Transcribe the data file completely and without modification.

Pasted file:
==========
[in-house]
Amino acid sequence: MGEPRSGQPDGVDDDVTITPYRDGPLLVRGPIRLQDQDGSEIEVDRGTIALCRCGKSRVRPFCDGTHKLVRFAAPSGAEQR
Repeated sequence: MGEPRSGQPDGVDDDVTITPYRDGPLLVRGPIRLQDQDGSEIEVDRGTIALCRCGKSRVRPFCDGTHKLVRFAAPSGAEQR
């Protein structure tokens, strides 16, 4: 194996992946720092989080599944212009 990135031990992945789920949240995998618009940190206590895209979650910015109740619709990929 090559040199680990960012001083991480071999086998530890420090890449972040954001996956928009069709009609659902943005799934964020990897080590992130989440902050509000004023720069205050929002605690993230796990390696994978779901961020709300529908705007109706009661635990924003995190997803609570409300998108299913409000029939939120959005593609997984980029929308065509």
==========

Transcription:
[in-house]
Amino acid sequence: MGEPRSGQPDGVDDDVTITPYRDGPLLVRGPIRLQDQDGSEIEVDRGTIALCRCGKSRVRPFCDGTHKLVRFAAPSGAEQR
Repeated sequence: MGEPRSGQPDGVDDDVTITPYRDGPLLVRGPIRLQDQDGSEIEVDRGTIALCRCGKSRVRPFCDGTHKLVRFAAPSGAEQR
């Protein structure tokens, strides 16, 4: 194996992946720092989080599944212009 990135031990992945789920949240995998618009940190206590895209979650910015109740619709990929 090559040199680990960012001083991480071999086998530890420090890449972040954001996956928009069709009609659902943005799934964020990897080590992130989440902050509000004023720069205050929002605690993230796990390696994978779901961020709300529908705007109706009661635990924003995190997803609570409300998108299913409000029939939120959005593609997984980029929308065509």